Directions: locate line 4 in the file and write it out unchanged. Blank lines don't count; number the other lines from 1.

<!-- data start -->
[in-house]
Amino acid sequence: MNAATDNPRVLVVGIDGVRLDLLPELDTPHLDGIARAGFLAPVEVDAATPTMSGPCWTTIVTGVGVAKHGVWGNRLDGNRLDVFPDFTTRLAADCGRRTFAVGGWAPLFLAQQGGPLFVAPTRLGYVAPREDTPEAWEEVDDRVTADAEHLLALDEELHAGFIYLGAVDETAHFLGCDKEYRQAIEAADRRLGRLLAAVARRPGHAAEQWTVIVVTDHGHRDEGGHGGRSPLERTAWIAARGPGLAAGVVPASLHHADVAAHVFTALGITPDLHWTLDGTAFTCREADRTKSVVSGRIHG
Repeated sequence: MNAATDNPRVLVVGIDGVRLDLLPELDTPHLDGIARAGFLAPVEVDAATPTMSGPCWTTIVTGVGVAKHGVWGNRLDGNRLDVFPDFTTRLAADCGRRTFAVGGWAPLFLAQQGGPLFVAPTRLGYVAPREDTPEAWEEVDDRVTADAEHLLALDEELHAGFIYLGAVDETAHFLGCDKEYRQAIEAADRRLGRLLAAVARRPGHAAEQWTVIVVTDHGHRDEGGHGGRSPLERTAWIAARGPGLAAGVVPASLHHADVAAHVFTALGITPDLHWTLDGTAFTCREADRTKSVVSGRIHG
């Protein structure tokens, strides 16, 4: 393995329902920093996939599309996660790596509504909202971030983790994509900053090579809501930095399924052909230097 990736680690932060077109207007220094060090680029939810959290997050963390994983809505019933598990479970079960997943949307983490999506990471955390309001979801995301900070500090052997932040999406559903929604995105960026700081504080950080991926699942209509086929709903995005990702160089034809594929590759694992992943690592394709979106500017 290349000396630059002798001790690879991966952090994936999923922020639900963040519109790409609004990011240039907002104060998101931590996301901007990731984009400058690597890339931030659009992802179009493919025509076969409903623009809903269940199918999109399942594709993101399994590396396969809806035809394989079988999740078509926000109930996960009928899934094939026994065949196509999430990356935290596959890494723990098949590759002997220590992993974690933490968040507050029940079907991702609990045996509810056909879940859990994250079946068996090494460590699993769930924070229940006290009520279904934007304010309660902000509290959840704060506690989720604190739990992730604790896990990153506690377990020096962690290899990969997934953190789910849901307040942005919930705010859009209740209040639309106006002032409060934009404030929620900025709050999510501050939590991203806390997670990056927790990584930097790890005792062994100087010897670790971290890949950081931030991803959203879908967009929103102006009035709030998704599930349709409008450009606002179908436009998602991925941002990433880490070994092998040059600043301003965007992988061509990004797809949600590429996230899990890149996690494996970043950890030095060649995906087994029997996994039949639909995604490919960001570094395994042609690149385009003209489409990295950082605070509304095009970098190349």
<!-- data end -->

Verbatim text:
């Protein structure tokens, strides 16, 4: 393995329902920093996939599309996660790596509504909202971030983790994509900053090579809501930095399924052909230097 990736680690932060077109207007220094060090680029939810959290997050963390994983809505019933598990479970079960997943949307983490999506990471955390309001979801995301900070500090052997932040999406559903929604995105960026700081504080950080991926699942209509086929709903995005990702160089034809594929590759694992992943690592394709979106500017 290349000396630059002798001790690879991966952090994936999923922020639900963040519109790409609004990011240039907002104060998101931590996301901007990731984009400058690597890339931030659009992802179009493919025509076969409903623009809903269940199918999109399942594709993101399994590396396969809806035809394989079988999740078509926000109930996960009928899934094939026994065949196509999430990356935290596959890494723990098949590759002997220590992993974690933490968040507050029940079907991702609990045996509810056909879940859990994250079946068996090494460590699993769930924070229940006290009520279904934007304010309660902000509290959840704060506690989720604190739990992730604790896990990153506690377990020096962690290899990969997934953190789910849901307040942005919930705010859009209740209040639309106006002032409060934009404030929620900025709050999510501050939590991203806390997670990056927790990584930097790890005792062994100087010897670790971290890949950081931030991803959203879908967009929103102006009035709030998704599930349709409008450009606002179908436009998602991925941002990433880490070994092998040059600043301003965007992988061509990004797809949600590429996230899990890149996690494996970043950890030095060649995906087994029997996994039949639909995604490919960001570094395994042609690149385009003209489409990295950082605070509304095009970098190349």